OPSCC remains a devastating disease presenting a treatment challenge to medical, radiation and surgical oncology treatment teams. In populations similar to the one described herein patients suffering from stage III or IV OPSCC patients enrolled in S-CRT treatment protocols did have the highest survival outcome compared to other treatment modalities. S-CRT is associated with a 17–22% 5 year disease specific survival benefit compared to CRT or S-RT.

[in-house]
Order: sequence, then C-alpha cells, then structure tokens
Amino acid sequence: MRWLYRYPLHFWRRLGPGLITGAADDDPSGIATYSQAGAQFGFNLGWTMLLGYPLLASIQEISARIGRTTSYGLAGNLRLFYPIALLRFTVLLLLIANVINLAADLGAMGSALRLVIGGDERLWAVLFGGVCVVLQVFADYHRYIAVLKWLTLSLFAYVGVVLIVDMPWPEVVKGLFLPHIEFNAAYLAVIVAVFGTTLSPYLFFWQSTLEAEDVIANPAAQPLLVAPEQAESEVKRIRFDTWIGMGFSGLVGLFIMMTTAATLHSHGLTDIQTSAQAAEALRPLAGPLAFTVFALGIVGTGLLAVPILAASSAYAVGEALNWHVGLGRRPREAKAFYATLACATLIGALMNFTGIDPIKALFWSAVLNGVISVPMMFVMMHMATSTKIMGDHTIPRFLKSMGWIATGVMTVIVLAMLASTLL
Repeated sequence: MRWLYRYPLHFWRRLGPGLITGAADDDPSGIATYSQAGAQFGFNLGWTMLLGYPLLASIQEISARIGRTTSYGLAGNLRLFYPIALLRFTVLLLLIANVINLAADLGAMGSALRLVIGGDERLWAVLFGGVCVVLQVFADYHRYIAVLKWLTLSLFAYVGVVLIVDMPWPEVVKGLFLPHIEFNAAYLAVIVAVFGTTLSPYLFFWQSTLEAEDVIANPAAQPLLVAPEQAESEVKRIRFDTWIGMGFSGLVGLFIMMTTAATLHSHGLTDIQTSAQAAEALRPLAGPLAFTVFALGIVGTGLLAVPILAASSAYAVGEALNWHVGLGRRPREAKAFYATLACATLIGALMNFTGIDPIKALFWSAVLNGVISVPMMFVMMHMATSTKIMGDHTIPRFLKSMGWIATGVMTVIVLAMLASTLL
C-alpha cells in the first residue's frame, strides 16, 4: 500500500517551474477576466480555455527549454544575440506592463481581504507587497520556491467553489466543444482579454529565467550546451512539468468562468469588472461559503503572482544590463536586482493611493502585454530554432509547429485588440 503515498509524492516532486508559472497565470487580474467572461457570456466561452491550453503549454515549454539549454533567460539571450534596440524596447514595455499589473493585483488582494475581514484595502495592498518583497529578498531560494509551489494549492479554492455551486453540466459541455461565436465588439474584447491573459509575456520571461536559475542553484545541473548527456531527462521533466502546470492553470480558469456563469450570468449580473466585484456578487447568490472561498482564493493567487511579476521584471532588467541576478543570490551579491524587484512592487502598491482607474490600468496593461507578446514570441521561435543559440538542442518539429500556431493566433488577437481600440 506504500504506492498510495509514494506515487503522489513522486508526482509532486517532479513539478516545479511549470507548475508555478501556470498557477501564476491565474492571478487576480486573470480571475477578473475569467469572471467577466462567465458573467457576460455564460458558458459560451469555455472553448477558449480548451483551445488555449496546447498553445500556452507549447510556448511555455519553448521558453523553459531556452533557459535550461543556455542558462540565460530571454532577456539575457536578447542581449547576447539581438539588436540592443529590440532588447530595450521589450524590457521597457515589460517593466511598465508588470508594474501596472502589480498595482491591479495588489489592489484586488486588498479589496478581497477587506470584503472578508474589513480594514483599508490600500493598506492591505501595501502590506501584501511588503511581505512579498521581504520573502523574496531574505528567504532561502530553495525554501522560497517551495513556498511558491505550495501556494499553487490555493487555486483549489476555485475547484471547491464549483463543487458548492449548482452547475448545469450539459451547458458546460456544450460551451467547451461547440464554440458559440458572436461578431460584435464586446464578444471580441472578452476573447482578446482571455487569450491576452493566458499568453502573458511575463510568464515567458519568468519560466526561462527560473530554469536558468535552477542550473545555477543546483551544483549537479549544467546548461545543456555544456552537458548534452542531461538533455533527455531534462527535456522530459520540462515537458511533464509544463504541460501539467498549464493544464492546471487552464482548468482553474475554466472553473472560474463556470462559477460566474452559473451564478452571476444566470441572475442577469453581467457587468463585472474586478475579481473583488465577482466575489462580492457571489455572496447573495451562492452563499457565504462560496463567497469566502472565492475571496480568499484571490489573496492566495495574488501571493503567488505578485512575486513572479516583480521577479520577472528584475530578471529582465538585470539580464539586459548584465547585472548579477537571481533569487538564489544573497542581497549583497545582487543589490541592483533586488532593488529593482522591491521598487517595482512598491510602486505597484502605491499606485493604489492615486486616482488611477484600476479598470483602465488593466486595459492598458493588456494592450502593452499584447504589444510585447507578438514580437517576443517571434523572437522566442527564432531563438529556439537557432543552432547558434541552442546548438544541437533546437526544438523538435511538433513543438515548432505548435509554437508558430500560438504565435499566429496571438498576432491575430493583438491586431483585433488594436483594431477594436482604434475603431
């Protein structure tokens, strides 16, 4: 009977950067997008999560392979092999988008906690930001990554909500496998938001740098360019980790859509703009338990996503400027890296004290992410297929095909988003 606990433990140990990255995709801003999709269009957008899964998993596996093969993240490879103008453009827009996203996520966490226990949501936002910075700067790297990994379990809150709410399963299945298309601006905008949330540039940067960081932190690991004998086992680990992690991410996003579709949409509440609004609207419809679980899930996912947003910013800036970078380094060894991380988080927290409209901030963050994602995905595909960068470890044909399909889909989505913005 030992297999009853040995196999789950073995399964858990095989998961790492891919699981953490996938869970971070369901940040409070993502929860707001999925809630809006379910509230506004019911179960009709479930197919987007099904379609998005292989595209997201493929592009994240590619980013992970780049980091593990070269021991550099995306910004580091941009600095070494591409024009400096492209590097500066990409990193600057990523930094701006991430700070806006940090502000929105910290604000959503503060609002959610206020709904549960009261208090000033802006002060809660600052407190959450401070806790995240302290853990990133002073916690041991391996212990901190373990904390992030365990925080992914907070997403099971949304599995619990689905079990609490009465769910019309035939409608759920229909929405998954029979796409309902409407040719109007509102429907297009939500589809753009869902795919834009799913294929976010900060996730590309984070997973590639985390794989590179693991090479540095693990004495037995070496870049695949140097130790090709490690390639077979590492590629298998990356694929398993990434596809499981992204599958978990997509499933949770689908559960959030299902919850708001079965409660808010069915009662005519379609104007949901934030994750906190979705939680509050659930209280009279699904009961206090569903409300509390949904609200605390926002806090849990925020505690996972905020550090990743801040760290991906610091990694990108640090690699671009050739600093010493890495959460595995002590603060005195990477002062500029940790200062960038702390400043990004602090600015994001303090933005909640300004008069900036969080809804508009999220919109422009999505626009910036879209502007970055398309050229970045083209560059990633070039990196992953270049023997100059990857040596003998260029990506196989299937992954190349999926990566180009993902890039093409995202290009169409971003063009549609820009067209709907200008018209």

This analysis of a longitudinal prospectively collected cancer registry does provide valuable information regarding the treatment of OPSCC and provides a potential useful benchmark for evidence-based counseling of patients suffering from OPSCC. It is imperative that all health professionals involved in the treatment of OPSCC acknowledge that any retrospective review of survival data cannot show causal relationships between survival outcomes and treatment modalities, rather only associations can be examined. As noted in the treatment population, patients with advanced stage OPSCC treated with S-CRT were associated with statistically significant increases in disease specific survival rates at both 2 and 5 years. The more challenging task arising from this survival analysis is how to utilize this data to predict future survival outcomes. With the lack of randomized control trials available one cannot definitively state that S-CRT offers an improved survival rate compared to S-RT or CRT, however the best available evidence on the treatment population described here does show an association between triple modality therapy (S-CRT) and improved rates of survival. The data presented here does support our current practice of offering patients with advanced stage OPSCC aggressive surgical resection and reconstruction followed by adjuvant chemoradiation therapy as a possible treatment option providing excellent chances of disease free survival and raises questions on what treatment modalities provide patients with advanced OPSCC with the optimum chances of disease free survival.